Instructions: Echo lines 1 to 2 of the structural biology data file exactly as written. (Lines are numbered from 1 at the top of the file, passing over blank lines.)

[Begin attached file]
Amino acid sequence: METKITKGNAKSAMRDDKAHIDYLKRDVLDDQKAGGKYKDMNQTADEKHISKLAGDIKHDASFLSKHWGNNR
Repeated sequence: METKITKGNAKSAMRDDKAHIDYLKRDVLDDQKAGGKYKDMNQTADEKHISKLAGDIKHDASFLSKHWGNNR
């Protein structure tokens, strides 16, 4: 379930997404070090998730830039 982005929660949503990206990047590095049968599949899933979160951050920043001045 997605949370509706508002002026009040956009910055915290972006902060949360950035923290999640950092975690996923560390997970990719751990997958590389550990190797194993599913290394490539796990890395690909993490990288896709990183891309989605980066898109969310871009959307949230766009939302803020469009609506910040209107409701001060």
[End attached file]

Amino acid sequence: METKITKGNAKSAMRDDKAHIDYLKRDVLDDQKAGGKYKDMNQTADEKHISKLAGDIKHDASFLSKHWGNNR
Repeated sequence: METKITKGNAKSAMRDDKAHIDYLKRDVLDDQKAGGKYKDMNQTADEKHISKLAGDIKHDASFLSKHWGNNR